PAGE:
Baucus Unveils Universal Health Care Initiative

baucus.jpgIn a recent letter to President-elect Barack Obama, a coalition of business and labor groups — the Business Roundtable, the National Federation of Independent Businesses, AARP and the Service Employees International Union — argue that “addressing skyrocketing health care costs is a critical component of stabilizing household, national and global economies” and warn that “inaction undermines the economic security of our families; limits the productivity of our work force; stagnates job creation and wage growth; and threatens to crowd out investments in energy, education and infrastructure.”

Today, Senate Finance Committee Chairman Sen. Max Baucus (D-MT) answers the call for reform with a detailed health care proposal designed to expand health care access and improve affordability.

The plan includes a mandate, requiring that all Americans obtain health insurance through an employer or the new Heath Insurance Exchange:

Requiring all Americans to have health insurance will help end the shifting of costs from the uninsured to the insured…This step is necessary for insurance market reforms to function properly and to send the cost shifting that occurs within the system. It is expected that the vast majority of American employers would continue to provide coverage at a competitive benefit to attract employees. Except for small firms, employers that choose otherwise must contribute to a fund that would help cover those who remain uninsured.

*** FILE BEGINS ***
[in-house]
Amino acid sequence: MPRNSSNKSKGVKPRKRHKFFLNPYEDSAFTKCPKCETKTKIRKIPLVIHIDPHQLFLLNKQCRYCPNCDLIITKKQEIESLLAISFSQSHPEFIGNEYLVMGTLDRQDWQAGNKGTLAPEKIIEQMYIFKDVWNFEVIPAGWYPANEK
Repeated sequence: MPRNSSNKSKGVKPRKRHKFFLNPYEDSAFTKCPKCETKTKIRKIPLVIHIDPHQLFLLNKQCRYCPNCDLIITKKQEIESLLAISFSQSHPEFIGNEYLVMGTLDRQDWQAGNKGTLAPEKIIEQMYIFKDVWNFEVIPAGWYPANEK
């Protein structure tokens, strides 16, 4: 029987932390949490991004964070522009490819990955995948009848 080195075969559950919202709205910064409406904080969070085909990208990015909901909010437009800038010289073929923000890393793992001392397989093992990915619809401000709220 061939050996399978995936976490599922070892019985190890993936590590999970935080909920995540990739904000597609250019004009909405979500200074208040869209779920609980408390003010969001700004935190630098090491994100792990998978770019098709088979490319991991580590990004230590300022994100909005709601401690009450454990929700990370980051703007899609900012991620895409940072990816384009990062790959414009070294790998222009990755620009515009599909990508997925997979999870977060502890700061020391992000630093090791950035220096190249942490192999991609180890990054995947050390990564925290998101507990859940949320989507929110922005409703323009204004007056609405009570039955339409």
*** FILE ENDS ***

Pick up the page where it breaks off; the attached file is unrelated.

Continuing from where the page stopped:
Baucus’ proposal expands Medicare, Medicaid, and State Children’s Health Insurance Program (SCHIP) and opens “Medicare to people ages 55 to 64.” As the New York Times reports, “Medicaid would be available to everyone below the poverty level and could provide at least seven million more people with access to the program.” SCHIP “would be expanded to cover all uninsured youngsters in families with incomes at or below 250 percent of the poverty level ($44,000 for a family of three),” raising the income limit “in about half the states.”

Here are the guts of the proposal:

A choice of public or private: Creates a “health insurance exchange,” where people could choose from among private insurance policies and a new public Medicare-like plan.

End to discrimination: Prohibits insurers from denying coverage of preexisting conditions or age.

More affordable coverage: Offers new tax breaks for individuals and small businesses to offset the costs of insurance.

Easier to enroll: Ends the current ban against immigrants participating in Medicaid or SCHIP in their first five years in the United States.

Focus on prevention: Uninsured would receive a “RightChoices” card that guarantees access to recommended preventive care.

Payment reform: Refocuses payment incentives from quantity (fee-for-service) toward quality and value.

Baucus finances the plan by “eliminating, fraud, waste, and abuse in public programs,” ending overpayments in the Medicare Advantage program, increased transparency, and “careful reforms of medical malpractice laws that could lower administrative costs and health spending.” More controversially, Baucus also proposes revisiting “the current tax treatment of employer-sponsored health insurance…. a benefit valued at $245 billion annually.”